The Massachusetts Transgender Political Coalition (MTPC) is dedicated to ending oppression and discrimination on the basis on gender identity and gender expression. Rooted in social justice, we educate the public; advocate with state, local and federal government; engage in activism; and encourage the empowerment of community members through collective action. MTPC offers regular trainings throughout the state on trans and non-binary identities and on developing accessibility and inclusion for trans and non-binary communities.


Gender Marker “X” Hearing on Sept. 10th

Posted by: | Posted on: September 6, 2019

A bill pending in the State Legislature (H.3664/S.2203) would allow residents to choose a non-binary ‘X’ gender marker on driver’s licenses, birth certificates or other state-issued ID. A hearing on the bill is scheduled for Tuesday Sept. 10th at 10:30am in Gardner Auditorium at the Statehouse.

Many thanks to all the volunteers and advocates who pressed for this hearing! There is a short turn around for the hearing, so Here’s what you can do now:

  • Submit testimony: Write a short statement about why you support Massachusetts residents having the option to designate ‘X’ on their IDs rather than ‘Male’ or ‘Female’. Send that to Tre’Andre Valentine at TreAndreValentine@masstpc.org or by snail mail to: MTPC, PO Box 960784, Boston, MA 02196. MTPC will submit a packet of testimonials to the joint committee at the hearing. Please make sure your testimony is in by Monday Sept. 9th by 9pm.
  • Attend the hearing simply to be counted among those who care about this issue. We need people to show up.
  • Present oral testimony: Sign up to testify for up to 3 minutes by contacting Rep. Domb’s office at: Mindy.Domb@mahouse.gov or (617) 722-2400 or simply show up to the hearing, sign-in and register the day of
  • Contact members of the  Joint Committee for State Administration and Regulatory Oversight encouraging them to report the bill favorably out of committee. Joint committees have both senators and representatives, but the priority now is to contact the Representatives on the committee.

MTPC Welcomes New Executive Director Tre’Andre Valentine

Posted by: | Posted on: July 19, 2019

Tre’Andre Valentine to Lead the
Massachusetts Transgender Political Coalition

Boston, MA July 17, 2019

The Massachusetts Transgender Political Coalition (MTPC) announced today that Tre’Andre Valentine will take the helm as its new Executive Director.

Tre’Andre, who uses he/they pronouns, brings nearly a decade of non-profit experience and grassroots organizing energy to MTPC. In their previous role at The Network La Red, Tre’Andre was responsible for managing community engagement, outreach programs, educational programming, as well as grassroots fundraising. Tre’Andre also served on MTPC’s steering committee from 2006-2016. In addition to their extensive experience in the non-profit sector, they also bring their own lived experience as an indigenous transgender person of color.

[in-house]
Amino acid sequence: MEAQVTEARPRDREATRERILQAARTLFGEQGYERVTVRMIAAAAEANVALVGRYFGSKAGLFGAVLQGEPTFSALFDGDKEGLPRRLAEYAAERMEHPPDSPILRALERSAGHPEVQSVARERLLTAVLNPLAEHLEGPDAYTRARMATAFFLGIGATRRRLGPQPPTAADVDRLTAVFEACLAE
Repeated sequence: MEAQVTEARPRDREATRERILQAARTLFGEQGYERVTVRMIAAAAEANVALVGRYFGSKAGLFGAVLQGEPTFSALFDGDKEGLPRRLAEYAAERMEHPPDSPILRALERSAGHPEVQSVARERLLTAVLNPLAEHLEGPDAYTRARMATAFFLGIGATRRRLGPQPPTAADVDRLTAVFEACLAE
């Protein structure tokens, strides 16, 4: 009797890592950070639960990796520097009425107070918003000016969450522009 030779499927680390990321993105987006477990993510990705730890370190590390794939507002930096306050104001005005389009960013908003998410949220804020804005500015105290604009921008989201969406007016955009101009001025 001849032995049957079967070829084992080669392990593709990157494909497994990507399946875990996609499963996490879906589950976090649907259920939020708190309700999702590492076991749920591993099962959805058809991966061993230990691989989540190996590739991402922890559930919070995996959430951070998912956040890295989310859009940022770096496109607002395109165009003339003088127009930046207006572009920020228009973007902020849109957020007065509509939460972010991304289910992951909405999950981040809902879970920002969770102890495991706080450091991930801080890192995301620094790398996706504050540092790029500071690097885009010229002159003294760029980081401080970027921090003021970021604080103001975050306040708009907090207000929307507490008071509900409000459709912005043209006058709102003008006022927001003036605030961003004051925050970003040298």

“After an extensive, two month long search process, we are so thrilled to have Tre’Andre on board,” said Michelle Tat, Co-chair of MTPC’s Steering Committee. Co-chair Kaden Mohamed added, “In Tre’Andre we found a leader with drive, excitement, and passion whose values, skills, expertise, and lived experiences will guide MTPC into its future.”

“I am humbled and honored to have the privilege of leading MTPC as we continue to forge forward,” said Tre’Andre. “Massachusetts has a strong foundation for transgender rights thanks to the leadership of my predecessors Gunner Scott, Mason Dunn, as well as the steering committee and all of MTPC’s supporters and allies. “I look forward to being a part of the effort of making a difference in the daily lived experiences of transgender, non-binary, and genderqueer individuals of Massachusetts.” 

MTPC is coming off its historic 2018 victory in the Yes on 3 Campaign, defending transgender rights at the ballot box in Massachusetts. “We now have the opportunity to help our state become a place not only with legal protections, but where trans and non-binary people experience lived equality in their daily lives,” said Tre’Andre.

Founded in 2001, MTPC is a trans led and trans focused organization that has been working for almost two decades to improve the lives of Massachusetts transgender youth, adults, and their families. The Steering Committee and Tre’Andre are excited to step into this next phase of the organization’s work and to continue building and engaging community along the way.

The Massachusetts Transgender Political Coalition is dedicated to ending oppression and discrimination on the basis of gender identity and gender expression. Rooted in social justice, we educate the public, advocate with state, local and federal government, engage in activism and encourage empowerment of community members through collective action.


MTPC’s statement concerning the Supreme Court’s decision to lift the injunction on military service ban

Posted by: | Posted on: January 22, 2019